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US Troops to Train Syrian Rebels


FILE - Free Syrian Army fighters run with their weapons during clashes with forces loyal to Syria's President Bashar al-Assad at the Karam Barre front line in Aleppo, Nov. 2, 2014.

FILE - Free Syrian Army fighters run with their weapons during clashes with forces loyal to Syria's President Bashar al-Assad at the Karam Barre front line in Aleppo, Nov. 2, 2014.


The U.S. Defense Department said Friday that several hundred U.S. troops would start moving to the Middle East in the next four to six weeks to help train moderate Syrian rebels to fight the Islamic State group.

The program to train the rebels could involve about 1,000 U.S. trainers and support personnel moving into facilities in Turkey, Qatar and Saudi Arabia that are still being prepared.

Pentagon spokesman Rear Admiral John Kirby said U.S. troops could receive orders to leave for the assignment as soon as next week and would start moving to the training areas within the next four to six weeks, and he said they wouldn't be alone.

"In addition to some countries hosting the training — which, again, we're grateful for — we expect that there will be countries that will also contribute trainers to this effort [to] complement ours," he said. "So it's not just going to be a U.S. effort."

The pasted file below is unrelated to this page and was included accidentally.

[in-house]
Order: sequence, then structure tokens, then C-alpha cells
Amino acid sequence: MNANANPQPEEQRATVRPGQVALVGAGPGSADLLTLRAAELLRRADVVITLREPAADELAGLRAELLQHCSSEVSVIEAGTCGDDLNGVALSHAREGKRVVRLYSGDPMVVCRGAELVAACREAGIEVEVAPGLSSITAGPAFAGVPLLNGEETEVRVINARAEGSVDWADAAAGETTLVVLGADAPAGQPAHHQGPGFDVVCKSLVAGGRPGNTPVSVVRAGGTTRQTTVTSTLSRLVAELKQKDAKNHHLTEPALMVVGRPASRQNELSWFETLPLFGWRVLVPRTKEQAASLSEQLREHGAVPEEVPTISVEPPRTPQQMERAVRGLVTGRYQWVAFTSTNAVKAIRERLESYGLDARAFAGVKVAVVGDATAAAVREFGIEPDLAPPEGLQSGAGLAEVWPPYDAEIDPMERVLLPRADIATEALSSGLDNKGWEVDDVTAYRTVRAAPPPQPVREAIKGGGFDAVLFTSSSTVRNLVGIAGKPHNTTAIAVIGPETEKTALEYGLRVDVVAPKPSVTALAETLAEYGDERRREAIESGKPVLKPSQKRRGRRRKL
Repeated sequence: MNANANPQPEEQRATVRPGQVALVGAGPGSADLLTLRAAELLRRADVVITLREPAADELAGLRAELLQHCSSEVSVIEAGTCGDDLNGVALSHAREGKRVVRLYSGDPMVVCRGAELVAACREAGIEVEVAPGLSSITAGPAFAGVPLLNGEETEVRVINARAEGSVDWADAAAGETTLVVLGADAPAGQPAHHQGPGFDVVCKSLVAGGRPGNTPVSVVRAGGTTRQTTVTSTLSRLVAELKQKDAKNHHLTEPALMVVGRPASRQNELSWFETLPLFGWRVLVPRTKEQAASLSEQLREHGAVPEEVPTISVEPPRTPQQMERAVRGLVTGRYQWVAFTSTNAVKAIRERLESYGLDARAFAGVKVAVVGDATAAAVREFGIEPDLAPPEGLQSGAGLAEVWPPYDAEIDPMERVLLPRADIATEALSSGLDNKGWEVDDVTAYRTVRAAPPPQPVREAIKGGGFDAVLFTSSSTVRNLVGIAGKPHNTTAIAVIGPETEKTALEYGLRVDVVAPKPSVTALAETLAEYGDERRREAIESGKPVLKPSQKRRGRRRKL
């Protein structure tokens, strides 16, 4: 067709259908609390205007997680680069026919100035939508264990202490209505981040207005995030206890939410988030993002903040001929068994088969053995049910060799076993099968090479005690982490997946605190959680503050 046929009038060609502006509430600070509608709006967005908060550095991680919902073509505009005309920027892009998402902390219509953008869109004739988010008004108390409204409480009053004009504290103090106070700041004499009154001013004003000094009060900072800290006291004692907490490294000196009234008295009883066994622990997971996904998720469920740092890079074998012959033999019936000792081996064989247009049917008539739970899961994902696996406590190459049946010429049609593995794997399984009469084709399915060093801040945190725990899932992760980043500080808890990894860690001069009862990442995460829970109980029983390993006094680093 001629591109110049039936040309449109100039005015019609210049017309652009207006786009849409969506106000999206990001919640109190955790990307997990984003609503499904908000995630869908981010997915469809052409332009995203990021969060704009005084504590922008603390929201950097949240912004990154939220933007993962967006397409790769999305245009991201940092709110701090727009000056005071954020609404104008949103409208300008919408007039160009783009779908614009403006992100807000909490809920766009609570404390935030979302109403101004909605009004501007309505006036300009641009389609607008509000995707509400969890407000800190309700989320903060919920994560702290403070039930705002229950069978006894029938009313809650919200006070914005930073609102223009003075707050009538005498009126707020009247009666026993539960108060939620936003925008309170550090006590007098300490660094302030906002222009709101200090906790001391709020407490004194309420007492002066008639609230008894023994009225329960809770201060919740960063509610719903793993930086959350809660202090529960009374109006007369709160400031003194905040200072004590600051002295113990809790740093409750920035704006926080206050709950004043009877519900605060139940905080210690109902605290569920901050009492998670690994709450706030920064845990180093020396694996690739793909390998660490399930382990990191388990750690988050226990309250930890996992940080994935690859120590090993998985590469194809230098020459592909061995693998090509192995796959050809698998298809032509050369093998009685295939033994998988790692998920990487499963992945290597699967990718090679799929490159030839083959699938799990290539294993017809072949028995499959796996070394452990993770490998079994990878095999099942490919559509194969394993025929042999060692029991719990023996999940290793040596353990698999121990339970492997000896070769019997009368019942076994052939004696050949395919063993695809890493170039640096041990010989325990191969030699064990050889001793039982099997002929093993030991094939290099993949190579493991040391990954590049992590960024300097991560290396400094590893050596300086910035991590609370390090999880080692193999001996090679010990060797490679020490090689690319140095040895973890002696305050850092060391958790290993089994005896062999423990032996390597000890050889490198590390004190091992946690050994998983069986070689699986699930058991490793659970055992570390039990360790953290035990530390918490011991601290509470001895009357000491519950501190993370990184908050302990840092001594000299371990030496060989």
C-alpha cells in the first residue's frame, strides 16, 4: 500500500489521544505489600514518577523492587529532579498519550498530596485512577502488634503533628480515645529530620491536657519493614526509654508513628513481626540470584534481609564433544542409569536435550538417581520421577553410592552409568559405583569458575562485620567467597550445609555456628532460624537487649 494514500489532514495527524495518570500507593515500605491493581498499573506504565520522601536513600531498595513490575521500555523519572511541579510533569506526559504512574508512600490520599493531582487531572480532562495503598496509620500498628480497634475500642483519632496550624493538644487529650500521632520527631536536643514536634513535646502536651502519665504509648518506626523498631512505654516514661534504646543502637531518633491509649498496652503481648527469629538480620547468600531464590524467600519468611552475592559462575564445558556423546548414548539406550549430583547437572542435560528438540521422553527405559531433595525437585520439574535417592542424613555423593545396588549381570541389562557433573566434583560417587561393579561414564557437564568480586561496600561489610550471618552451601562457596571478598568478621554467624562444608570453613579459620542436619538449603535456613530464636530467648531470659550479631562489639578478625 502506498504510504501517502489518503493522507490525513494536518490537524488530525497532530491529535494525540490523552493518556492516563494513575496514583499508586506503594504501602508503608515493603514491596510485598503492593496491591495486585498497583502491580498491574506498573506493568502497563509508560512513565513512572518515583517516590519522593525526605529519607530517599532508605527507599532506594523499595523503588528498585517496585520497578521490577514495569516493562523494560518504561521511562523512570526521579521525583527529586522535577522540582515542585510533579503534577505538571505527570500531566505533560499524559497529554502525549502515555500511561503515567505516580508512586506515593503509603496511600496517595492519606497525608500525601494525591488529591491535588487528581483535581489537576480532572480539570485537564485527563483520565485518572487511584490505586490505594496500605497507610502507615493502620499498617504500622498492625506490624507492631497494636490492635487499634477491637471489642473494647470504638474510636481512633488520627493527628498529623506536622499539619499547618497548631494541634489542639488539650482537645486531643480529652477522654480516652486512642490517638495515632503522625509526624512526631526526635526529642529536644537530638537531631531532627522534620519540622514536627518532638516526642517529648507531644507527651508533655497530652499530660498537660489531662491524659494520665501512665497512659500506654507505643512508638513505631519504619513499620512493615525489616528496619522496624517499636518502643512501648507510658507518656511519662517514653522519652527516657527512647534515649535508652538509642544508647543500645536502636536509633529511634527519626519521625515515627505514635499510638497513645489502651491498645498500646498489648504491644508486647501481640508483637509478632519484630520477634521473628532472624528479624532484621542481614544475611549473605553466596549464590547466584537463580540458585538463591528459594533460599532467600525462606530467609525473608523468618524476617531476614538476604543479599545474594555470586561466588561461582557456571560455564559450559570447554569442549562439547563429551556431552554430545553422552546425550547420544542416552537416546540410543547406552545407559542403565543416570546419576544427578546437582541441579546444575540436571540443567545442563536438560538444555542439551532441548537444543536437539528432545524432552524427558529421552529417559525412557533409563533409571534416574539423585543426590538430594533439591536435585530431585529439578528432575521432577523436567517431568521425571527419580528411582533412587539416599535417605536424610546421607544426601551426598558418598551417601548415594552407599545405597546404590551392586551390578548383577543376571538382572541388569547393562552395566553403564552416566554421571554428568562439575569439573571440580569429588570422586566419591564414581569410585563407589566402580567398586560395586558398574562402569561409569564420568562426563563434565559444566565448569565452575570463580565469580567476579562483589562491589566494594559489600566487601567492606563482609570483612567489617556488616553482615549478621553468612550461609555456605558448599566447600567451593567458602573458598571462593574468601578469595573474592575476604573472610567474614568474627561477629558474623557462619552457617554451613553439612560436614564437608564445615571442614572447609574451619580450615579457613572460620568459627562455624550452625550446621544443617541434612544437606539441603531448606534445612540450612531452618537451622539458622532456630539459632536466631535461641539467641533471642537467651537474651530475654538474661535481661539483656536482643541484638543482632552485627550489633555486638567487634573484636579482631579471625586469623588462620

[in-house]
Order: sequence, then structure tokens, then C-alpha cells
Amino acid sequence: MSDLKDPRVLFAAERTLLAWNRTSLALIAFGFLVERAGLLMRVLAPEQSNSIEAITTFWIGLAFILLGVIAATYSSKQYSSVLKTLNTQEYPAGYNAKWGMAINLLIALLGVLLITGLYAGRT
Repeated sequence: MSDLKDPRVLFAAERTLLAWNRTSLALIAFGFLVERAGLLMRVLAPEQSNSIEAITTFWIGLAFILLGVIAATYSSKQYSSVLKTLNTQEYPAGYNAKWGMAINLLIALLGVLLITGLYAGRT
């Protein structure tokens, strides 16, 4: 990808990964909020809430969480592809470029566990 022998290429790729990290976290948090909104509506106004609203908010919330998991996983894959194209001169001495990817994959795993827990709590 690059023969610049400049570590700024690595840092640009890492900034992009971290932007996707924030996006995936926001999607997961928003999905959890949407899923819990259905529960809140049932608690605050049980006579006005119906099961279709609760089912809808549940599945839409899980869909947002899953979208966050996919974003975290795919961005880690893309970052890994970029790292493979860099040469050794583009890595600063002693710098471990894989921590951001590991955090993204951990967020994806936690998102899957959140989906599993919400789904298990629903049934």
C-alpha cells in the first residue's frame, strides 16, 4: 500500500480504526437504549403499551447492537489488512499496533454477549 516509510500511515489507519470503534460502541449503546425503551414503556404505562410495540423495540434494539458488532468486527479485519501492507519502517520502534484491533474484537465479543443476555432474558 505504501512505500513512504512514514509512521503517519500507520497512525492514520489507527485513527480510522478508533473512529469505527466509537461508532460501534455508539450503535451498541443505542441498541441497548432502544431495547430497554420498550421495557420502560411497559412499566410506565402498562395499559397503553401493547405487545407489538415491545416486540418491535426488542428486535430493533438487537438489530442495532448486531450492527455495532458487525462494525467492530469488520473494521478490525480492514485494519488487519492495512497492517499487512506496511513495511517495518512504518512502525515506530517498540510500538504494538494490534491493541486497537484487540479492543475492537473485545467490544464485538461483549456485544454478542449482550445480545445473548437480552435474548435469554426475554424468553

Kirby said the training could start as early as this spring and put trained rebels back in Syria by the end of the year.

He says the program for the Syrians will be similar to that under way for Iraqi forces. "Opposition members aren't a uniformed army the way they are in Iraq, so the baseline will probably have to start at a much lower level of military skills and development," he said, "but it will be a building block approach."

Kirby said the opposition forces would learn to defend their own towns inside Syria against extremist groups like Islamic State. He said they would later learn to go on the offensive against those groups and eventually serve to aid a political solution to Syria's civil war.

Training plans for Syria's moderate opposition have moved slowly as officials struggle to coordinate specifics of the program and put together a vetting process to identify trustworthy Syrians to receive the training.

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    Carla Babb

    Carla is VOA's Pentagon correspondent covering defense and international security issues. Her datelines include Ukraine, Turkey, Pakistan, Afghanistan, Iraq and Korea.

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